So, what were the factors that influenced the outcome of the parliamentary elections in Armenia?
First, the ruling party is controlling a colossal administrative resource, which has been widely used during the elections. Both before and during the voting, the administrations of the districts and cities were very confident in influencing the elections. Another important aspect was the psychological factor. Indeed, exactly a year ago, on April 2, 2016, began the "four-day war". Following yet another Armenian provocation, the Azerbaijani military launched a counteroffensive and dealt a crushing blow to the occupying forces along the front line. Incidentally, the election day coincided with the anniversary of this date, and the Armenian leadership tried to make the most of this through scaring its electorate as much as possible. There were statements such as: "If you do not choose us, the Azerbaijani troops will reach Sevan or even Yerevan." The RPA tried to demonstrate itself as a defender of the Armenian nation.
So, Prime Minister Karen Karapetian was chosen by the ruling party to be a "rescue circle" during the elections. Thanks to his efforts, RPA has managed to get rid of a certain group of the most odious and anti-Armenian political figures with explicitly criminal past and present. During the pre-election campaign, Karapetian also promised to attract multibillion investments to the country speaking about some sort of club or fund supported by Russian investors. However, both Russian and Armenian analysts have immediately dubbed these promises as false ones.
It is clear that the so-called club of Russian investors simply means a dozen of Armenian entrepreneurs working in Russia and led by the namesake of the Armenian prime minister, the head of the Tashir Group, Samvel Karapetian. Most of his business is already in Armenia. These include shopping and entertainment centers, a chain of restaurants and so on. Incidentally, Tashir Group, actively backed by one of the Cypriot off-shores, is also miraculously controlling the power networks of Armenia. In other words, speaking about vague prospects of grandiose investments, the Armenian prime minister did not specifically indicate which spheres of economic activity they would affect. Probably because there are no such spheres at all...
Meanwhile, thanks to the Western technology and a relatively less tarnished reputation, Karapetian has managed to become the "public face" of RPA and a warrantor of its victory. However, in the future, he can turn into a serious threat for the RPA leader, President Sargsyan. Backing Sargsyan today and helping him, Karapetian can easily get a real taste of the power and be Sargsyan’s serious rival next year, when the president plans to lead the country, this time as a prime minister.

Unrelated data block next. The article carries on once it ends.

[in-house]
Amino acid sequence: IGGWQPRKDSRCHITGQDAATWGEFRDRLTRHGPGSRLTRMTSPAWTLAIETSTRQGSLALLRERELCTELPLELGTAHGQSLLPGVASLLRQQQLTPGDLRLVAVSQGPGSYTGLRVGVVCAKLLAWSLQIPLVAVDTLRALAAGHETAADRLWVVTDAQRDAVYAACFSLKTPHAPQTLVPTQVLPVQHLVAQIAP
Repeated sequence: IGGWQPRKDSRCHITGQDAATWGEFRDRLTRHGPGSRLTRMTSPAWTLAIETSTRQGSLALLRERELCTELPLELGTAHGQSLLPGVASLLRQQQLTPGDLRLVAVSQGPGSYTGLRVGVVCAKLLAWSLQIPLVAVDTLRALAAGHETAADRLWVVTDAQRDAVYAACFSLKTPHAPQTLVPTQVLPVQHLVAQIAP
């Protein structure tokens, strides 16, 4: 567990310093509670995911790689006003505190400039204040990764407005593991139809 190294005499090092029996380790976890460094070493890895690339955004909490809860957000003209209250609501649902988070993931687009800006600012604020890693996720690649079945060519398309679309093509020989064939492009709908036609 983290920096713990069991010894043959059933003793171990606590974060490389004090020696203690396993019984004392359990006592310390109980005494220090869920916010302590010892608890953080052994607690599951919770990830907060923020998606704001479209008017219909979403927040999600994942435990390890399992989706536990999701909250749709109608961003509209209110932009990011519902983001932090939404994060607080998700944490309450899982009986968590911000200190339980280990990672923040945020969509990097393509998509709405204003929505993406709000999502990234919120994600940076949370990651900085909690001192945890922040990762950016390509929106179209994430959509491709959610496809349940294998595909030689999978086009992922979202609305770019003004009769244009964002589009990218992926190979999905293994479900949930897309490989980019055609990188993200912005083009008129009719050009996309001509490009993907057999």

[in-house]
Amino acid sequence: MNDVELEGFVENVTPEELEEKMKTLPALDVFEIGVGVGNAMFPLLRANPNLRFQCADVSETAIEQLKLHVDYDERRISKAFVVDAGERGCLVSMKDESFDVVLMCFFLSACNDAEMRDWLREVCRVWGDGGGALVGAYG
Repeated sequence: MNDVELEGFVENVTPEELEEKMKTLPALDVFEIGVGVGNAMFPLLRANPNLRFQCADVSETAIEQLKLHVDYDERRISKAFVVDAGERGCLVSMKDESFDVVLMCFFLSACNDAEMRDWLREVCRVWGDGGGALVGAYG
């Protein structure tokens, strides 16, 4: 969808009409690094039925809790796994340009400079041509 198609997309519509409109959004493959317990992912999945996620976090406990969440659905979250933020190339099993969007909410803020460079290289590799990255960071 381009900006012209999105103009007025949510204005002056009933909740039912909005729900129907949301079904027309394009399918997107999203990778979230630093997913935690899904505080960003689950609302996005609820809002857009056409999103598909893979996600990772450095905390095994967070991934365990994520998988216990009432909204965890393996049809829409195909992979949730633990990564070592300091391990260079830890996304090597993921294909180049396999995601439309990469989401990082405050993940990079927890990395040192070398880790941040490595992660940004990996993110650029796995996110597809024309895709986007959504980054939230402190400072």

Other new "secrets of success" of the ruling party of Armenia were the votes cast in absentia and the pre-election bribery campaign, including the distribution of money, products and goods, as well as the repayment of debts for utility services. Both local and international observers, including the Civilian Observer Initiative, the OSCE / ODIHR, the European Parliament and the Parliamentary Assembly of the Council of Europe (PACE) missions, as well as the US Embassy in Yerevan, unanimously indicated large-scale cases of voter bribery.
Analysts believe that the authorities were able to influence almost half of the capital population, and an impressive majority of citizens in the regions. It's incredible but an average citizen of Armenia, driven to poverty by the policies of existing authorities, sells his voice for 20,000 drams, or for $40. "I do not agree that there was massive bribery and so on. Yes, there were such cases but it was a bargain by mutual consent, and no one forced anyone. If there is a crime, then it was a mutual crime. So, the society is worthy of the parliament, which it has elected," said Armenian political scientist Gagik Ambarian in his interview with Lragir.
Massive cases of bribery are also incriminated to another political force, the Tsarukian bloc, which is the holder of the second largest number of seats in the new parliament. Along with bribery, Tsarukian & Co. also tried to attract votes to his bloc with grandiose promises. Thus, the businessman has promised to attract large-scale investments ($15 billion) to the country. This is a huge amount for Armenia - the country's GDP is only $10.4 billion. In fact, Tsarukian has broad ties in business local and foreign circles he did not disclose how he would attract these investments. Also, it is not clear why he has not done it before, if he had a chance.